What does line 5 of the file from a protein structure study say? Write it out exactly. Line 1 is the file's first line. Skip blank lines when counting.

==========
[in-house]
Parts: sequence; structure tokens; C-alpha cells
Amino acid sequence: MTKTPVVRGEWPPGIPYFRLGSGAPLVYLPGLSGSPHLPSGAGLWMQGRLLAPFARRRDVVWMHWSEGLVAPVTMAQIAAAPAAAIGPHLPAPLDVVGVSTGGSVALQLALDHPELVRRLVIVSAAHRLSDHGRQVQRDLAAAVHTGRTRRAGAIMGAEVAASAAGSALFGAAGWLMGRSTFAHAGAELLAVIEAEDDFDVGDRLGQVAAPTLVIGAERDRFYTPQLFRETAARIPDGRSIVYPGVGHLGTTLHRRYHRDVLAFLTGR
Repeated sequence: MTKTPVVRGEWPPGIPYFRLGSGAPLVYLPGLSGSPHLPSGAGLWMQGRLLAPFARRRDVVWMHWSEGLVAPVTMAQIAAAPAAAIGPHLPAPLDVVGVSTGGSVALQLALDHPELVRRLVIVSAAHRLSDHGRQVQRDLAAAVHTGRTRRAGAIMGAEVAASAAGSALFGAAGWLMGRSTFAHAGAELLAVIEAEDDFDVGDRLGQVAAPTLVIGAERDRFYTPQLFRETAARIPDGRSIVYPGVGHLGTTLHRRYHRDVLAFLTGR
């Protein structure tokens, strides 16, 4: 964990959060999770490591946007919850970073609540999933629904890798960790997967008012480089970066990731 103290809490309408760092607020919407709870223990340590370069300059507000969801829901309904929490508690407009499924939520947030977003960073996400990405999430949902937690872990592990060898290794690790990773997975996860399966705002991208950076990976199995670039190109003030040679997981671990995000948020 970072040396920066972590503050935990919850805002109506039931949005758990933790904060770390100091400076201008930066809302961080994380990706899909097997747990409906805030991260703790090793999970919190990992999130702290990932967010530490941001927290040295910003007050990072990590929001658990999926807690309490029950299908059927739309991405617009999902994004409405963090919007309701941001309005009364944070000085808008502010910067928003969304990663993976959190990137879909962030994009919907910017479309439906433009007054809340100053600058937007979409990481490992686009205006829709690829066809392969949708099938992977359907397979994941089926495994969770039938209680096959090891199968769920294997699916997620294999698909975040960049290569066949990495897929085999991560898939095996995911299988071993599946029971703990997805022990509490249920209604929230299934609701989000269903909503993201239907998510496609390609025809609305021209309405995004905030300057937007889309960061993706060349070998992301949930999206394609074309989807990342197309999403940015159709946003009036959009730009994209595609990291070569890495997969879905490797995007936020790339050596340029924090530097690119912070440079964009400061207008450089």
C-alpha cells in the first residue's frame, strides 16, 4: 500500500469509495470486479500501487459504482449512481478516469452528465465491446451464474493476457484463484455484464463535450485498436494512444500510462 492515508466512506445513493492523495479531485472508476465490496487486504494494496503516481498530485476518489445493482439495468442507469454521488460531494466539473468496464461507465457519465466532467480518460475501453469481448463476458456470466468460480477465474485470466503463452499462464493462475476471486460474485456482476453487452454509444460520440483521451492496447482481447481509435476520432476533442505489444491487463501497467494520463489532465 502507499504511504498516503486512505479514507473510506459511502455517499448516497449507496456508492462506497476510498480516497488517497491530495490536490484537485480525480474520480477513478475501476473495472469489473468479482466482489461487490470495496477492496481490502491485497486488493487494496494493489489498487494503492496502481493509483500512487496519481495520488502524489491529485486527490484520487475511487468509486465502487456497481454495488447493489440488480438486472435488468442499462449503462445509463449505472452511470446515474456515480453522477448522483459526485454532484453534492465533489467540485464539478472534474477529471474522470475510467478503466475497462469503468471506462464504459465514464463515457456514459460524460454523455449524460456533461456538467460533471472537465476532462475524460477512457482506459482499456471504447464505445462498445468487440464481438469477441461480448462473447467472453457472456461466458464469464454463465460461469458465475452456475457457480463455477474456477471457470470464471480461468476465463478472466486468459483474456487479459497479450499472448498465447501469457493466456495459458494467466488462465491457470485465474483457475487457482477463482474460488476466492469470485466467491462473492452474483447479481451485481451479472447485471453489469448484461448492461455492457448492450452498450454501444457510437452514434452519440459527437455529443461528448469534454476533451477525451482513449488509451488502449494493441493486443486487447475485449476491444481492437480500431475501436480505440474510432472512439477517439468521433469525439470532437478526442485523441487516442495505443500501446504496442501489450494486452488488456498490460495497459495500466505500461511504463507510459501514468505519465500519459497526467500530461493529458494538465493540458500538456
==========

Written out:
């Protein structure tokens, strides 16, 4: 964990959060999770490591946007919850970073609540999933629904890798960790997967008012480089970066990731 103290809490309408760092607020919407709870223990340590370069300059507000969801829901309904929490508690407009499924939520947030977003960073996400990405999430949902937690872990592990060898290794690790990773997975996860399966705002991208950076990976199995670039190109003030040679997981671990995000948020 970072040396920066972590503050935990919850805002109506039931949005758990933790904060770390100091400076201008930066809302961080994380990706899909097997747990409906805030991260703790090793999970919190990992999130702290990932967010530490941001927290040295910003007050990072990590929001658990999926807690309490029950299908059927739309991405617009999902994004409405963090919007309701941001309005009364944070000085808008502010910067928003969304990663993976959190990137879909962030994009919907910017479309439906433009007054809340100053600058937007979409990481490992686009205006829709690829066809392969949708099938992977359907397979994941089926495994969770039938209680096959090891199968769920294997699916997620294999698909975040960049290569066949990495897929085999991560898939095996995911299988071993599946029971703990997805022990509490249920209604929230299934609701989000269903909503993201239907998510496609390609025809609305021209309405995004905030300057937007889309960061993706060349070998992301949930999206394609074309989807990342197309999403940015159709946003009036959009730009994209595609990291070569890495997969879905490797995007936020790339050596340029924090530097690119912070440079964009400061207008450089």